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25 Jan 2017

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Anyone who has gone through the torture of saving for a deposit knows how important every penny can be. You’ve looked on with envy as your co-workers fritter their money away on lattés and fancy takeaway lunches while you tuck into Tuesday’s curry on a Friday lunchtime.

You’ve swerved the Friday night drinks, eliminated the impulse purchases and missed the weekends away with your friends. Basically you feel like you’ve missed out on life’s little extras for the last few years.

But now, it’s payback time. Your mortgage is approved – and the latté and croissant brigade are still stuck in rental purgatory.

What’s better is that there are a few ways you can claw back some money on your mortgage this year. There are government schemes that offer refunds to anyone who has squirreled away the cash for a deposit in the last few years.

So, here’s our guide to how you can go about getting your hands on some extra cash.

Help-to-buy scheme

In the last budget, the government implemented a scheme to help first time buyers. It’s a bit convoluted but it basically means you can claim a rebate of income tax paid in the four years before you buy your house. (According to Revenue: “A first-time buyer of a house or apartment who purchases or self-builds a new residential property between 19 July 2016 and 31 December 2019 may be entitled to claim a refund of income tax and DIRT paid over the previous four tax years.”)

The house must be a new-build (or self-build) – ruling out anyone buying a second-hand house and it cannot be valued at over €600,000. The relief is also capped at €20,000. The mortgage must be for at least 80% of the value of the property.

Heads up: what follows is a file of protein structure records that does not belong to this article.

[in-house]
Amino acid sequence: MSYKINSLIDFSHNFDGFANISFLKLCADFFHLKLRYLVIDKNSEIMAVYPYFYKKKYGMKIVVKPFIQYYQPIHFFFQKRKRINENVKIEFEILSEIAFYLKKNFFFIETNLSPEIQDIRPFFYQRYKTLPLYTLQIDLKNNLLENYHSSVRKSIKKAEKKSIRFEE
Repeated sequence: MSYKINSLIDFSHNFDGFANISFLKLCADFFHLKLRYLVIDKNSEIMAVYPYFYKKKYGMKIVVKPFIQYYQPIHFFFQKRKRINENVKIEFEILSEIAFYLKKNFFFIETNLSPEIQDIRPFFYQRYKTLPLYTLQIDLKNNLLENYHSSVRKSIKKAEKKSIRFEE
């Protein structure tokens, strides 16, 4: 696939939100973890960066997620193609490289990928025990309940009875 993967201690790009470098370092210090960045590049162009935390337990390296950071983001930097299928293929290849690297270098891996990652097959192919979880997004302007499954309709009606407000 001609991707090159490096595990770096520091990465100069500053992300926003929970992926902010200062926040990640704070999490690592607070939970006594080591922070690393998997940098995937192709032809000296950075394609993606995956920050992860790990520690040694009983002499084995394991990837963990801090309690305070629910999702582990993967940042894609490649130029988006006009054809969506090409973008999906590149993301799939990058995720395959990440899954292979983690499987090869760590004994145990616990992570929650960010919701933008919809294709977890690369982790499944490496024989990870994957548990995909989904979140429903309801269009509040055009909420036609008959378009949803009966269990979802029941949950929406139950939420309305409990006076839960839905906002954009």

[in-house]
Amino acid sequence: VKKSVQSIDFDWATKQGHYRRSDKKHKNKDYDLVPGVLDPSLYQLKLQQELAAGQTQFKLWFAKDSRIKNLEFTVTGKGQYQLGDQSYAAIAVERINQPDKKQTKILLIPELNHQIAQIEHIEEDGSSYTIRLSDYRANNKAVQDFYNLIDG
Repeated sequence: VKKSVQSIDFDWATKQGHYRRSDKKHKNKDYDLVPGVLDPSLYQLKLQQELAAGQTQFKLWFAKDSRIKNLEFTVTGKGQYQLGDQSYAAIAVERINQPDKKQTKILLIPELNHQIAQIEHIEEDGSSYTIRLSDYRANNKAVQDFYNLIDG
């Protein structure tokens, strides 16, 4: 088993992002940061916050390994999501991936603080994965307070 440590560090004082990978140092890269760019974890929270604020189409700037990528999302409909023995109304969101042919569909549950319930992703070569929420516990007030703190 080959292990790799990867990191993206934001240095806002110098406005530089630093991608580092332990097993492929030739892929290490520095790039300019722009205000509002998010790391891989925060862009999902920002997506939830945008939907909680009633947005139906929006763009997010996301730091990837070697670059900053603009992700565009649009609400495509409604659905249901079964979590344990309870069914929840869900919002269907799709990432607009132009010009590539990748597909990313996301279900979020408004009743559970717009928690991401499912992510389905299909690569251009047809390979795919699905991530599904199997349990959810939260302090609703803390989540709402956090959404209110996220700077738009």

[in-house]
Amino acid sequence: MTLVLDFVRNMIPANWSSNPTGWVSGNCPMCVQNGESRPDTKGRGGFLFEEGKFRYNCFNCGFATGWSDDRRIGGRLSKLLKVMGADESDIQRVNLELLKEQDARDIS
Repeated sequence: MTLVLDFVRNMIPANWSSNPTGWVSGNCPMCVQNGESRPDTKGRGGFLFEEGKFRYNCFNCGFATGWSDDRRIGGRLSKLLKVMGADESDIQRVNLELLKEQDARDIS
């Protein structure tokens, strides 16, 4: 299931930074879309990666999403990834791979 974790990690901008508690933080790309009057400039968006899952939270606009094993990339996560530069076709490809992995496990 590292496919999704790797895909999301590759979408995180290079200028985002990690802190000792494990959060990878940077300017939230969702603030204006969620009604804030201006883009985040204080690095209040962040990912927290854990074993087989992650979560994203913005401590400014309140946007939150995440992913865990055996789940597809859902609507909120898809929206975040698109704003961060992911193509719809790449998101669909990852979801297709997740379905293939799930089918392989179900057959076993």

There are loads of forms to fill out but still – it could be worth €20,000 to you so it’s definitely worth the hassle.

DIRT Relief

This relief is open to first time buyers who buy any type of property between 14 October 2014 and 31 December 2017. DIRT (Deposit Interest Retention Tax) is one of those taxes not many people really understand but it’s a tax on the interest your savings earn.

So let’s imagine you earned interest in on your savings of €900. The DIRT applied to that would be 41% so you’d have paid DIRT of €369 to Revenue.

Under the DIRT scheme, you’d be entitled to some money back: up to a maximum of 20% of the purchase price of the property. It doesn’t look like much – but the average refund in 2015 (when only 75 people applied) was over €10,000 as there is no cap on the maximum amount claimable.

2% Back in cash

The EBS 2% Back in Cash mortgage offer is exactly what you think it is. It’s not fancy marketing jargon or anything too complicated. If you are a first time buyer and take out a mortgage with EBS, you get 2% of the value of the mortgage back in cash as a lump sum.

So, let’s assume you are getting a mortgage of €250,000. The EBS 2% Back in Cash offer means that you’d receive €5,000 back in cash. To spend on whatever you want. That would mean a hell of a lot of lattés.

That’s pretty sweet really.

Switch and save

Feel like you’re trapped with your current mortgage provider? Well the good news is that you are not – you can switch to EBS and avail of the brilliant EBS 2% Back in Cash offer. So not only are we saving you hassle, you can also get a tidy cash bonus for switching.

Why not let us help you save even more?

If you want to know more about the mortgage process, a 30 minute mortgage meeting with your EBS mortgage advisor will sort  you out.

There are more tips in our First Time Buyer guide.

Don’t forget to visit our Facebook page for the latest home inspiration, news and great competitions.

The content of this blog is expressed in broad terms and is limited to general information purposes only. Readers should always seek professional advice to address issues arising in specific contexts and not seek to rely on the information in this blog which does not constitute any form of advice or recommendation by EBS d.a.c.

EBS d.a.c. neither accepts nor assumes any responsibility in relation to the contents of this blog and excludes all warranties, undertakings and representations (either express or implied) to the fullest extent permitted under applicable law.

EBS d.a.c. is regulated by the Central Bank of Ireland.

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